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Housing for Homeless Patients Could Cut Inappropriate ER Use, Readmissions

‘Housing First’ proponents call for hospital support

Hospitals should prioritize housing for homeless patients to prevent inappropriate emergency care and unnecessary readmissions, according to a Health Affairs blog post.

Compared with individuals who are stably housed, people who are homeless are more likely to visit the emergency room, to have a longer stay if admitted to the hospital, and to be readmitted within 30 days, according to writers Kathy Moses and Rachel Davis. “Housing First” proponents suggest that in order for homeless individuals to effectively manage their health and mental health conditions, they must first be housed. More and more evidence shows that housing homeless individuals leads to reductions in health care utilization and costs, according to the authors.

However, a number of critical barriers to these efforts exist, including:

Restrictions on Using Medicaid Dollars to Fund Housing

The Centers for Medicare & Medicaid Services prohibits states from using Medicaid dollars to pay for housing, including capital development projects and rental subsidies. As a result, state and local officials generally look to other funding sources to provide housing resources.

Inadequate Incentives for Managed Care Organizations to Invest in Housing Services

Current approaches to managed care rate-setting generally give credit only for Medicaid-reimbursable expenditures. As a result, health plans that invest in housing may incur future rate- setting “penalties” for the cost-savings they achieve.

Limited Availability of Affordable Housing and Supportive Services

Because of factors ranging from cuts to federal assistance programs to rising occupancy rates and the cost of living in urban areas, opportunities to create affordable housing units —either through capital construction or voucher designation — are often limited. In addition, many individuals who need supportive housing, particularly those with mental health diagnoses and disabilities, require additional services to ensure their stability.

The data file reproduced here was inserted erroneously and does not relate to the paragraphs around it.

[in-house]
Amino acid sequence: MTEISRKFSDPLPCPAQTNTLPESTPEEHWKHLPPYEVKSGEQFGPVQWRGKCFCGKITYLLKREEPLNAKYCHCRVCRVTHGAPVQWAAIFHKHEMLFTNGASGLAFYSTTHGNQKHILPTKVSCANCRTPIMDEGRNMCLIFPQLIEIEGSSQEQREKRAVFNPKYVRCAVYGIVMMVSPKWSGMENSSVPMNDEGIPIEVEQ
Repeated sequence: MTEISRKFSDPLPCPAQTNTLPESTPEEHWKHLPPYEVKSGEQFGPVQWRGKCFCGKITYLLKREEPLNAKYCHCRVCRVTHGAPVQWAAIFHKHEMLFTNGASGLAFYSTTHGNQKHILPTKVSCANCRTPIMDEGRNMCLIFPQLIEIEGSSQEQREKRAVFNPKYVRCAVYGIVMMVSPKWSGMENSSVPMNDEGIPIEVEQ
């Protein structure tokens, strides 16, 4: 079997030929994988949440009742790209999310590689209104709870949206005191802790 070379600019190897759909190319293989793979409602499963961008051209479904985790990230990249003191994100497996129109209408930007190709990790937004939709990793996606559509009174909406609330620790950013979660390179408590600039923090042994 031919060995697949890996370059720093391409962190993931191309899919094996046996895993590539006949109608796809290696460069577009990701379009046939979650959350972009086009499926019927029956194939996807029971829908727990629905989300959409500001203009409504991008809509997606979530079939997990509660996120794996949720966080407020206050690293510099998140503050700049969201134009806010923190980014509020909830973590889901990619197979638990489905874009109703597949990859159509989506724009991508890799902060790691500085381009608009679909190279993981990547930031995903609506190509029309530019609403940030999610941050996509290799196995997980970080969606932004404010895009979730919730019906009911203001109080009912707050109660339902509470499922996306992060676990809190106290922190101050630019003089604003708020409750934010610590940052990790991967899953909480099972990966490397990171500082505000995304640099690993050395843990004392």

Despite these challenges, there is growing momentum among local, state, and federal policymakers to develop housing options for homeless individuals with complex health care needs, the authors write. Areas of interest include:

Expanding Medicaid Coverage for Supportive Housing Services

While federal Medicaid dollars cannot cover housing costs, many of the supportive services that are critical to effective housing interventions, such as care management and service coordination, may be financed by Medicaid. Relevant Medicaid coverage options for these services include health homes; federally qualified health centers, which provide services to newly eligible Medicaid enrollees; Medicaid state plan options of rehabilitative services; targeted case management; and 1915(i) home and community-based waiver services.

Further Quantifying the Medicaid Return on Investment

Although there is a body of literature supporting the business case for providing housing to high-cost, chronically ill homeless individuals, more can be done to solidify the financial impact that housing can be expected to have on Medicaid health care costs, the authors say. Such information may better position state and federal government partners to make investments in housing-related services. One possible outcome could be shared-savings agreements between the state and Medicaid health plans to further drive the investment in housing-related services.

Forging New Partnerships with Philanthropy and Private Capital Investment

There is growing interest in “social impact investment,” which typically uses Pay for Success contracts (also called social impact bonds) to leverage philanthropic and private investment to fill the gaps in what Medicaid cannot pay for. Under this approach, investors expect to see returns generated from the downstream health care savings that result from housing intervention. These arrangements emphasize accountability and results — if the intervention is not successful and savings are not achieved, no government funds are expended.

Is housing health care? Perhaps a more important question is whether investing in housing for the homeless improves health outcomes while saving taxpayer dollars, the authors write.

Source: Health Affairs; July 22, 2015.

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